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EA justifies unpopular fire plan measures

2000 fire generic

The Environment Agency (EA) has defended proposed measures in its Fire Prevention Plan (FPP) guidance on stack sizes and maximum burn times, despite strong industry opposition.

During consultation earlier this year, there were 116 responses to the question: ’Do you agree with our approach for a maximum acceptable duration for sheltering [people kept indoors with windows shut] to be three to four hours?’ Of these, only 27 replied yes, while 73 said no and 16 did not know.

One respondent suggested that evidence from the Waste Industry Safety and Health forum (WISH)’s waste fire burn tests should be incorporated into updated regulations before they are issued.

To this, the EA said it did not want to delay its own guidance until analysis from the WISH tests had been completed in October. “We will consider the results of the WISH fire tests when available and propose further changes to our guidance if appropriate,” it added.

Public Health England supports the EA’s preferred burn limit, saying: “In practice and considering the prolonged durations of some past waste fires, three to four hours is an ambitious target, particularly for existing waste sites, but it would significantly reduce typical burn durations.

“It also represents a time period during which continued sheltering is likely to be both feasible and remain effective for the majority of the potentially affected population in typical fire scenarios.”

Respondents also raised the disparity between the EA’s four-hour burn limit and WISH’s current 24-hour recommended cap on waste fires.

The EA said: “We understand that the WISH guidance seeks to bring fire under control within 24 hours, whereas we would commonly categorise a fire of this nature and scale as a serious or significant incident based on the impact on the local community and the environment.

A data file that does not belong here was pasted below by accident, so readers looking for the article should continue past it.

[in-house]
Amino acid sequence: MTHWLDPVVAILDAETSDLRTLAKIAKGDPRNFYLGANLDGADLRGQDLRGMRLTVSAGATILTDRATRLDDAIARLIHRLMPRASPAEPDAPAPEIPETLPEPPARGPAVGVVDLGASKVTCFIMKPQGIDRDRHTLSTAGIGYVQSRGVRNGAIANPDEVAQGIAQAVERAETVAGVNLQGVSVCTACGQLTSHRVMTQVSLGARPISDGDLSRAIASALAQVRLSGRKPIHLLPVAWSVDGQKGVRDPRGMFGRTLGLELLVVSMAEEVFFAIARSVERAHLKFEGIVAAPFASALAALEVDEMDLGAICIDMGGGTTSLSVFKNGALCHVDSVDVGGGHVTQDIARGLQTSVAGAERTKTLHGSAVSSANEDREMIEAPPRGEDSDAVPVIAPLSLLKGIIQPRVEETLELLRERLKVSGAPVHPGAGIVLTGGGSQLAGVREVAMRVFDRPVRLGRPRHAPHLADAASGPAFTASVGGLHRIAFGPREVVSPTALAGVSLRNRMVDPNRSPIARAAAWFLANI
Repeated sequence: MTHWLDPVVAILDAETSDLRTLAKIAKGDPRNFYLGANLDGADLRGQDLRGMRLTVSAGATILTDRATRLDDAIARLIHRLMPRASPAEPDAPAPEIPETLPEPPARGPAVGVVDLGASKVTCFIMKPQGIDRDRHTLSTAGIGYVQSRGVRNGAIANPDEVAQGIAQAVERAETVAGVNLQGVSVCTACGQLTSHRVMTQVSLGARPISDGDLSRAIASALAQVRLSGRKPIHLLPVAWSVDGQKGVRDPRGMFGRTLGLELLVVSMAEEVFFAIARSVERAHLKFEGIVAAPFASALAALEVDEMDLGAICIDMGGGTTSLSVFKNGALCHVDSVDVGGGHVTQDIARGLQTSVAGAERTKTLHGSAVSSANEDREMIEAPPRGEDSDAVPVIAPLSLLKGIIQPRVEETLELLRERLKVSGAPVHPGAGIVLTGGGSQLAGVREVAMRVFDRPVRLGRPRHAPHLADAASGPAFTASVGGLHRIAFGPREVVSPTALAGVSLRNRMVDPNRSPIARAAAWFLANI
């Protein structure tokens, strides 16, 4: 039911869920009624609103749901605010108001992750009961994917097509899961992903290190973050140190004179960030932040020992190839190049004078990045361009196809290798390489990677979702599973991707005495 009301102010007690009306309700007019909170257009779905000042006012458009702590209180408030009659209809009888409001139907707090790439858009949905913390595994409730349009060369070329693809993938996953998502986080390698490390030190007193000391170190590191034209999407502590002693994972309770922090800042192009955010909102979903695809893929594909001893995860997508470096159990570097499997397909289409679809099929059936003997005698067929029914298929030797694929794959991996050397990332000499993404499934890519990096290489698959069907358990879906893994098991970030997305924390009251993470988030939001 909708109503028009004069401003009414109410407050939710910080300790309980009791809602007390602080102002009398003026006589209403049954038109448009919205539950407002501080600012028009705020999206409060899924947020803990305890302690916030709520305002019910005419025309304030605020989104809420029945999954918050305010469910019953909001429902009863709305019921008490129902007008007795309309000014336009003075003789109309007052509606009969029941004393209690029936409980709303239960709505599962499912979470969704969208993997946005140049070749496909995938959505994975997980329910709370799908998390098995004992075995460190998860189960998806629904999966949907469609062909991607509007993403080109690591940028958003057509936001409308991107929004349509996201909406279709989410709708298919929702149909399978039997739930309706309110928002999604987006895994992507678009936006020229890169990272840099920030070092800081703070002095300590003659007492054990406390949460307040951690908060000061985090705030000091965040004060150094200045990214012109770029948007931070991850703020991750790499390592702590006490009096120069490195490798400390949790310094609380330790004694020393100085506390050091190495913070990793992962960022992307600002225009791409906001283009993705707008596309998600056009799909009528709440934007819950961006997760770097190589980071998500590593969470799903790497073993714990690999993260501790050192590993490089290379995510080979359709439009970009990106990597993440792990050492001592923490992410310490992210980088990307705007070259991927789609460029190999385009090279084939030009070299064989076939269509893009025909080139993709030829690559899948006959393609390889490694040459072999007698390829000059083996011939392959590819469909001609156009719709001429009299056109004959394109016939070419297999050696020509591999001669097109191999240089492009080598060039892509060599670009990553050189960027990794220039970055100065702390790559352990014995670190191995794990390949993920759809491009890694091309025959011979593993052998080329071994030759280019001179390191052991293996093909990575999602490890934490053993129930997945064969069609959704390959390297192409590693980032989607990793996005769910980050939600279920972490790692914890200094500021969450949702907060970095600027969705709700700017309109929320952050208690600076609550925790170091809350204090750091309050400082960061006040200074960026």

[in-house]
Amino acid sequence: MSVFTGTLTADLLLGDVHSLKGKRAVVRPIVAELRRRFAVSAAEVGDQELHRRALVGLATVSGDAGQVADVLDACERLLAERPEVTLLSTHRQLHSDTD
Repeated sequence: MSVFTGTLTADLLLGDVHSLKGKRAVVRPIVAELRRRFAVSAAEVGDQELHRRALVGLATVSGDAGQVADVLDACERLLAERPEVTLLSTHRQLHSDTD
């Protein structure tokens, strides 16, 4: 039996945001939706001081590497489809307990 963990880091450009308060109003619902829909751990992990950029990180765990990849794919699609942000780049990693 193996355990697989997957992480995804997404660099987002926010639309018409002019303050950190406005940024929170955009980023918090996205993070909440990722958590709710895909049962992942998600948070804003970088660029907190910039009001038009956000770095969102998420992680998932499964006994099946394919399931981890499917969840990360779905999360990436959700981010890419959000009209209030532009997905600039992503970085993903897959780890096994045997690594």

“Indeed, one of our key corporate scorecard measures is to reduce the number of serious and significant incidents and, in order to achieve this target, we need to minimise both the scale and duration of waste fires.”

Maximum acceptable pile heights for unprocessed wood have been reduced from 10m to 5m and the maximum pile volume to 750cu m in the latest FPP version. For processed wood, the limits are stricter at 3m maximum pile height and 150cu m maximum volume.

Some 117 respondents answered the EA’s question: ’Do you agree with the maximum prescribed pile sizes?’ Only 22 replied yes, while 75 said no and 20 did not know.

In general, the agency said, waste operators objected to the pile sizes while emergency response organisations were generally supportive. It said a number of respondents did not believe that there was a link between pile size and risk of self-combustion.

“We recognise the need to clarify the objectives for the pile sizes, and also to evidence the data and methods used to derive them. The pile sizes have been devised both to reduce risk of self-combustion of waste and to enable active fire-fighting to extinguish a fire within four hours.

“Where we have been made aware of the outcomes of fire investigations, many have cited self-combustion as the likely cause.”

It also quoted Fourier’s law of heat conduction, a study by Wang et al (2006), and self-combustion predictive models by Semenov, Thomas and Frank Kamenetskii as evidence.

Other consultation questions such as ’Do you believe that, wherever possible, firefighting water should also be prevented from entering surface or groundwater?’ received more positive responses.

Andy Hill, chair of the Wood Recyclers Association, said he was pleased to see the results, although he would have preferred them at the same time as the latest version of the FPP.

“We need time to review the document in full but, initially, I can see that the four-hour burn time has remained despite an overwhelming majority of respondents commenting against it.

”I will be interested to read the reasons why those views were ignored, and hopefully to get some scientific evidence to back up the EA’s decision to see this remain in the document.”

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